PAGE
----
Bad news, ladies: As of this summer, I'm off the market. She's a real beaut, although one that doesn't accompany me in this column's escapades until I appear on KCRW-FM 89.9's Good Food With Evan Kleiman and plug a restaurant I reviewed for this infernal rag months before. About the most I've been able to turn her on to is aguachile (thanks to the Mexican magus that is Carlos Salgado at Taco Maria) and aguas frescas, those refreshing drinks based on fruits, fruits and more fruits.
Aguas frescas ("fresh waters" in Spanish, perhaps the most beautifully redundant name for a foodstuff ever) are a staple of Southern California at this point—if you haven't yet tasted the saccharine sweetness of horchata, jamaica's tart vigor or the wallop of tang that is tamarindo, you must've moved into Leisure World in the 1970s. And it's this familiarity that unfortunately makes most Mexican restaurants skimp on the quality, leaving them unafraid to buy powdered mierda and pass it off to the public at large. Mexicans can tell the good stuff from the bad, yet far too often, they tolerate the bad. Enough! The following is a list of my favorite aguas frescas in no particular order, along with the best places to buy them.
I hate to admit it, but Salvadorans make a far-better horchata than we Mexis, with its touch of toasted rice and cinnamon. Izalco (300 W. Fifth St., Santa Ana, 714-973-0554; www.izalco-restaurant.com) makes theirs fresh daily, and makes sure that no sediments lurk at the bottom like far too many horchatas. For those who want to stick to Mexico, try the horchata preparada at El Fortín (10444 Dale Ave., Stanton, 714-252-9120; elfortinrestaurant.com), spiked with cactus-fruit syrup, walnuts and melon.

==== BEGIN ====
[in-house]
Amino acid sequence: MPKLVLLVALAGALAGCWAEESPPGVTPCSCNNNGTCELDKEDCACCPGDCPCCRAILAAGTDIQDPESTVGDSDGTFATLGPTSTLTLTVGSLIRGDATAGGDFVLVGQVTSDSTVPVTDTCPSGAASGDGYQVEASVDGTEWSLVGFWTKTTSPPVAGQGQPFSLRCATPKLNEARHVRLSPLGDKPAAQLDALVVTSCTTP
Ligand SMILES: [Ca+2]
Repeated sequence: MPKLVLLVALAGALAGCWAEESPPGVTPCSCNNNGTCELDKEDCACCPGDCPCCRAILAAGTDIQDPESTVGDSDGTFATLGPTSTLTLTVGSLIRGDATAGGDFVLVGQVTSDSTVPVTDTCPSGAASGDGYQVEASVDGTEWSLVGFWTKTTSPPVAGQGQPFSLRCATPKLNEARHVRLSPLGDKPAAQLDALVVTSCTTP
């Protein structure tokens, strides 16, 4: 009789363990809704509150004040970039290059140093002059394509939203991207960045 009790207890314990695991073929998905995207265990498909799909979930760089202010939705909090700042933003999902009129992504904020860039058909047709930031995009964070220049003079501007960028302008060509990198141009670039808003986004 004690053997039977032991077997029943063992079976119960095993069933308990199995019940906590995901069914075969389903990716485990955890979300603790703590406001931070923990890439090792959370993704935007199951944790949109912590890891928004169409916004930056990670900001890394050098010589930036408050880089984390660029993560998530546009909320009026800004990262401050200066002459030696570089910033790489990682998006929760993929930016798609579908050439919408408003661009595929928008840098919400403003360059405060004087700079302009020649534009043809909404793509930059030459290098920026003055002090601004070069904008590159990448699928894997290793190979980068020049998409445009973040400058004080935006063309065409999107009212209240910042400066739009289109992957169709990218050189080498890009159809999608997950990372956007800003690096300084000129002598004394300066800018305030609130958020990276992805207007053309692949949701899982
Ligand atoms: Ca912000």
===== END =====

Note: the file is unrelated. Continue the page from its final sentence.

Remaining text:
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AGUA DE LIMÓN
Otherwise known as limeade, the Mexican version focuses on the boldness of lime instead of dumping a cup of sugar in liquid. Café Calacas (324 W. Fourth St., Santa Ana, 714-662-2002; cafecalacas.com) usually has it in stock—order one with which to wash down a spectacular Don Benjamín sandwich.
AGUA DE PLÁTANO
The best variety of aguas frescas is offered by El Gallo Giro (1442 S. Bristol St., Ste. 1A, Santa Ana, 714-549-2011; www.gallogiro.com), everything from the tried-and-true to rarities such as chia and even cactus—not cactus fruit, but nopal (about the best thing that can be said about it is its health benefits). The best choice is the rare agua de plátano—or banana water, which straddles the fine point between being a beverage and being a smoothie and tastes as though you're drinking a banana cream pie.
It translates an classic functions as the best fruit punch in the world: bits of red and green apples, oranges, pineapples and nancés, which are native to Central America. . . . Wait, am I praising Salvis again? Regrettably, yes, but I know when those cerotes have us beat. Try the ensalada at Cuzcatlán (1330 S. Magnolia Ave., Anaheim, 714-503-5814; www.cuzcatlanrestaurant.com) while gorging on a plate-sized pupusa.
AGUA DE MAMEY
Mamey is one of the most underrated fruits of Latin America, a football-sized beast that produces a thick, custard-like flesh. In the drink version, it's usually spiked with condensed milk, producing an agua fresca that makes horchata taste like pond scum. Most weekends, you can find it at the Northgate González Supermarket on the corner of Main and Cubbon streets in SanTana, which just happens to be where the legendary Alebrije's lonchera parks. Order a taco acorazado, go in to get your agua de mamey, get your taco, and then enjoy summer in SanTana.